As Ev Williams says, you can’t write alone. That second pair of eyes is a crucial component of the writing process and without it most of my articles would be horrific messes.
I need to frequently step away from the editing process in order to clear my head. If I try to read a piece too many times in one sitting, I begin to glaze over a lot of the problematic areas. When your brain focuses on something for too long, you just tend to skim the details. You do this without even realizing it, which is why taking breaks from a piece is crucial.
Each article goes through at least two-to-three revisions before it is in a finalized state.
Once the editing has been completed, I prepare the content for our blog which we host on WordPress.
This part is pretty straight forward. I am checking for any inconsistencies in formatting and tightening up any loose ends. I go back and forth between the text editor and preview mode to understand the readers experience.
Why do we cross-post?
It helps us reach a greater number of people who may not otherwise see our content. It also gives us the opportunity to collect data from several different sources.
Each data set tells us something about our audience, the maximum impact or how our articles are being found and referred. I take every bit of information as an opportunity to learn and grow.
- Twitter: Share twice with unique image and text
- Facebook: Share once with unique image and text
- LinkedIn: Share once with unique image and text
There is a lot of information out there about what the best time to post is. We’ve found that while these serve as good suggestions, nothing can replace you running your own tests and experiments. Every audience is different and unique and how you post must reflect this.
MailChimp and Data Collection
After we publish to Medium and WordPress we’ll go ahead and prepare the post for distribution to our article dispatches. One of the best parts about using MailChimp is that I can preview in multiple modes to see exactly how the post renders on mobile and in an e-mail browser:
When I was a field organizer back in 2008, something that was drilled into my head is this: “You are only as good as your data.”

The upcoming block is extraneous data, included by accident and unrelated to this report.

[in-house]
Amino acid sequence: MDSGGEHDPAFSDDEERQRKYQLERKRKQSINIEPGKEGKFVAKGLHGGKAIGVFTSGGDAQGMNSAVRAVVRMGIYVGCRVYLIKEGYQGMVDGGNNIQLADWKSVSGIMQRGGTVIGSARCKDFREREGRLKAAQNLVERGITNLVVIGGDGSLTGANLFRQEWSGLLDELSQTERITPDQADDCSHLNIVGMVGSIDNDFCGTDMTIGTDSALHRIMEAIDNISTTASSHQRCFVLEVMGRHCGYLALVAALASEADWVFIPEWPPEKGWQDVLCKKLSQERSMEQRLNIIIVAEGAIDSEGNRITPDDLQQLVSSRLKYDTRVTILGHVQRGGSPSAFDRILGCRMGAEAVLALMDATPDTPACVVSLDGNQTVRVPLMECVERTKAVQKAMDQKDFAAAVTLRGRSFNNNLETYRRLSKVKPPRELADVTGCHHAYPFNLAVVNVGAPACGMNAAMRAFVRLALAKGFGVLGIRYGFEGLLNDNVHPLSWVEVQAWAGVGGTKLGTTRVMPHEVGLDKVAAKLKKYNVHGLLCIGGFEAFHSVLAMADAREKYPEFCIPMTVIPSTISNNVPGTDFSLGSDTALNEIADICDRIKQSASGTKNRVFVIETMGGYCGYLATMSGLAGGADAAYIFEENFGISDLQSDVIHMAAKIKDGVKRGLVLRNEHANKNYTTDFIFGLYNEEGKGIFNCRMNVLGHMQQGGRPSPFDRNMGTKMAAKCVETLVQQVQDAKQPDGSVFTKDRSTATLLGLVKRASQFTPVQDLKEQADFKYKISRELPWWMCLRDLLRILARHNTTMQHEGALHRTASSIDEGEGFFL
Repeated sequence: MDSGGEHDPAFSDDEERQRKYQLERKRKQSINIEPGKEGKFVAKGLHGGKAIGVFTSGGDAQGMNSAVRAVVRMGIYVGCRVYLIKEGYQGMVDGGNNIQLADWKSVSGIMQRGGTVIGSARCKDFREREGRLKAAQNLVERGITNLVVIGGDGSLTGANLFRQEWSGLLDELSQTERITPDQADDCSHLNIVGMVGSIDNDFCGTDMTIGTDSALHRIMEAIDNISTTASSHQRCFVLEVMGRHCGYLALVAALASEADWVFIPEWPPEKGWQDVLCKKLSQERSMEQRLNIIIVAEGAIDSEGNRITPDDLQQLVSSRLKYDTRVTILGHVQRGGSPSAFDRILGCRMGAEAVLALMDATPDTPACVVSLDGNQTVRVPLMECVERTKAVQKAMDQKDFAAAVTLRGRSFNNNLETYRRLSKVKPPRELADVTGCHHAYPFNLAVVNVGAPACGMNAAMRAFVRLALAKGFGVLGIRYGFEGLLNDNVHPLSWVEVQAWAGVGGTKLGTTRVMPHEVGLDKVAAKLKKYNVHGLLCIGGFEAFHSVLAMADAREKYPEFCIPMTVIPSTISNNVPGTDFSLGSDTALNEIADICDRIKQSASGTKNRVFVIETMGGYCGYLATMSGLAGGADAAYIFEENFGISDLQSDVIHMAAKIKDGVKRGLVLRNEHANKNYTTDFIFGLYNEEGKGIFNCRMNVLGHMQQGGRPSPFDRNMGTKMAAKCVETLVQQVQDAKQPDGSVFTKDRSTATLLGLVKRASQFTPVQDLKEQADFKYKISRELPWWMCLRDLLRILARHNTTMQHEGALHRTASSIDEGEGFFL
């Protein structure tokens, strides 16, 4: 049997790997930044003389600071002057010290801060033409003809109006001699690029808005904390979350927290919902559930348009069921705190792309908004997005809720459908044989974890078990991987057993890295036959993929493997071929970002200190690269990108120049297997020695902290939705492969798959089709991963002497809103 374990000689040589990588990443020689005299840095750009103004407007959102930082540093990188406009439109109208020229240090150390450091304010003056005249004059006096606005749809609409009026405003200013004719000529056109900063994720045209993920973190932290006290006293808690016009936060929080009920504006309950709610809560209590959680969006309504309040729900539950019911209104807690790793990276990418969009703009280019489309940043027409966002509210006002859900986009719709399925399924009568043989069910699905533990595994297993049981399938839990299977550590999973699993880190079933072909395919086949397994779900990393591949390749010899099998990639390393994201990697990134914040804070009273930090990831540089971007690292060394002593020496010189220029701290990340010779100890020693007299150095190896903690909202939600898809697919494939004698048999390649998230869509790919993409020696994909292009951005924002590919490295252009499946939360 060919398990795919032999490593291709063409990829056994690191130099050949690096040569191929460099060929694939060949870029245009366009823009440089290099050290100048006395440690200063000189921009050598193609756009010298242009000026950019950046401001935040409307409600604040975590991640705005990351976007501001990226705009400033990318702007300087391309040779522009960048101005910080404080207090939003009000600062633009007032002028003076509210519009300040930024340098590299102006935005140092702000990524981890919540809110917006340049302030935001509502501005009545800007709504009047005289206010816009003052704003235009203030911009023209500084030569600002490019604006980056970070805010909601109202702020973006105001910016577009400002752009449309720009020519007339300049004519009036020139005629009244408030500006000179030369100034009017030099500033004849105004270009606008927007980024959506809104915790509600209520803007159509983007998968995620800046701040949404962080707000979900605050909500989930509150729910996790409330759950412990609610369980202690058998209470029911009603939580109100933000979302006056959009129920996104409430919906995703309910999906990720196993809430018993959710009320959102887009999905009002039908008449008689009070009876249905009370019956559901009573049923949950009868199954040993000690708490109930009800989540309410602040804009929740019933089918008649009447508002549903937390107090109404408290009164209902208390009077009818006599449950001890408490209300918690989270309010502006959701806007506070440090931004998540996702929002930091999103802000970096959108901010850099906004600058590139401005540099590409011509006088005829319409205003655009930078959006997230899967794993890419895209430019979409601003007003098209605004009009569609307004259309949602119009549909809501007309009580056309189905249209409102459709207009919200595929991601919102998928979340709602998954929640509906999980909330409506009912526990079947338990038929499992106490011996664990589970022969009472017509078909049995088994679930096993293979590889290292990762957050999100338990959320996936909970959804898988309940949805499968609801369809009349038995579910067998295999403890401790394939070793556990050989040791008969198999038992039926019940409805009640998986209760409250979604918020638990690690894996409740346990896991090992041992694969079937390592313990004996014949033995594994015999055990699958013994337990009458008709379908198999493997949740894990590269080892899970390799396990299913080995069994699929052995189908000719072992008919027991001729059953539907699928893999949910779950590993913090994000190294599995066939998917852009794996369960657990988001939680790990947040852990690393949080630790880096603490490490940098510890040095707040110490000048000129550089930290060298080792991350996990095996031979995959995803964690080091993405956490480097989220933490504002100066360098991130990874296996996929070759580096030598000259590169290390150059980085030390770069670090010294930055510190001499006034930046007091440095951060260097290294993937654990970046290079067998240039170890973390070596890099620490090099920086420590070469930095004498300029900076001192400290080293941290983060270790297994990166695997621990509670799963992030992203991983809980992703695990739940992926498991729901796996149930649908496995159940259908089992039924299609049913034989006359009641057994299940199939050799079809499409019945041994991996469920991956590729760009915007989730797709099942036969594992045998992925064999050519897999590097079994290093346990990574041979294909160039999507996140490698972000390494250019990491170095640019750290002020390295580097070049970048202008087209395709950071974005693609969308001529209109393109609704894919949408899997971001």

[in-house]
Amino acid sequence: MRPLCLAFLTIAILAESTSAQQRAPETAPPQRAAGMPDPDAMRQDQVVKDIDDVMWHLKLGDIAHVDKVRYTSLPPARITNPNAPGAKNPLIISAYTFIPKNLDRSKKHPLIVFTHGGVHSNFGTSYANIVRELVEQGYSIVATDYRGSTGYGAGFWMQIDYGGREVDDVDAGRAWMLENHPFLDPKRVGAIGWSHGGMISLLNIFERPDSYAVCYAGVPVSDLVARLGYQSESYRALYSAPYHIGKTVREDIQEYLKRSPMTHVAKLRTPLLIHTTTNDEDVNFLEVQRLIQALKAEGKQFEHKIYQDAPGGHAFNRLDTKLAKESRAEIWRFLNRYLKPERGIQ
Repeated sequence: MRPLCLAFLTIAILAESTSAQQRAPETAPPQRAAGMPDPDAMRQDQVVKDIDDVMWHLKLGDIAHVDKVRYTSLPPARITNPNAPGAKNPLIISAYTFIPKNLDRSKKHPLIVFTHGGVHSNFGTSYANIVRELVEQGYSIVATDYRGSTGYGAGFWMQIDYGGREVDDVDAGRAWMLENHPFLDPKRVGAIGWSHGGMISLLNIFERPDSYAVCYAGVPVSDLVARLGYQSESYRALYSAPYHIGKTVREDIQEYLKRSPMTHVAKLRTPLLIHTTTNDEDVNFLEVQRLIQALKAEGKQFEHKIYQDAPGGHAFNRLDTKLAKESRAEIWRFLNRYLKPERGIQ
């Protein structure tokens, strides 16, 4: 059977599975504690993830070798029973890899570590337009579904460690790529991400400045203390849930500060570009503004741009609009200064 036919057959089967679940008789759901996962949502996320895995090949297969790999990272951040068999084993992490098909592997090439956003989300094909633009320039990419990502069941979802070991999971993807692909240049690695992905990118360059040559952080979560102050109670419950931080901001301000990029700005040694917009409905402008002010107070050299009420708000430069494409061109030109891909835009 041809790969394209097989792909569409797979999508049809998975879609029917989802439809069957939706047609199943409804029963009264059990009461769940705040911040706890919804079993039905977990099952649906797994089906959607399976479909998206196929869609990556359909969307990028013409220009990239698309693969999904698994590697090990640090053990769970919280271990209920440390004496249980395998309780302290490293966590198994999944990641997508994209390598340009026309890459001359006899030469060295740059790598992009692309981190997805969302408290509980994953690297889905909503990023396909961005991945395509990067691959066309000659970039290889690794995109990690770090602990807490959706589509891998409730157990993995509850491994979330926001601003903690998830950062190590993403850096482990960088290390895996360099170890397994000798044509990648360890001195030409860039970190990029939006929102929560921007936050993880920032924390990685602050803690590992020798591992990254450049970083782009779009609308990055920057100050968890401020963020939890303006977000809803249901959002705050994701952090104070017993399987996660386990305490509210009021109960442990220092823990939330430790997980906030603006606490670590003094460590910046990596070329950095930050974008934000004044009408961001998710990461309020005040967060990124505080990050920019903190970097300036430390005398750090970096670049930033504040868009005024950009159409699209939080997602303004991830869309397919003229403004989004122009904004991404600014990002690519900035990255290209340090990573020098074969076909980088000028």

Our Field Director in this particular instance was talking about voter data and registration, but I believe the same wisdom can be applied to all data. You can’t fix something that’s broken if you don’t know what it is. You can’t experiment if you don’t know what variables to change out.
For instance, we know the device and OS people use to read our content:
This helps the design and engineering team know more about how to best create templates that make the most of these individual services. In turn, I can do my part by writing and organizing text to maximize readability.
Every step of this process is done in a way to help us collect and visit data about how we post and what we are posting. Something new we have adopted as part of our data collection is weekly newsletters which go out every Friday evening or Saturday Morning. People want to be able to pick and choose which content to read at the times that are most convenient to them, Weekend Reads helps us give them this power.
Here are some of the other questions that we are constantly asking ourselves:
- Are we posting too often or not enough?
- What are the reading times that work best for our readers?
- Are there articles that readers want to see more than others?
All data tells a story, and it’s up to us to decode what that story is. Each step is another opportunity for me to refine and to learn. I never, ever forget that.
I read a lot, I mean a lot of content online.
The experience each reader has is something I spend a lot of time agonizing over. I’ve said it before and I still believe this to be true, writing and reading is one of the most important and uniquely personal connections that we can have with one another.
The best thing we can do is share and learn from one another, which is part of why I felt compelled to write this post. I don’t claim to know all the answers, but if there is something here that can help others write, or draft in a more efficient or useful way, that’s what this is all about.
Our process is always evolving as we learn from one another and develop our strategies. If you have any hints, tips, or suggestions please let us know by commenting on this post or sending me your thoughts on Twitter @missafayres.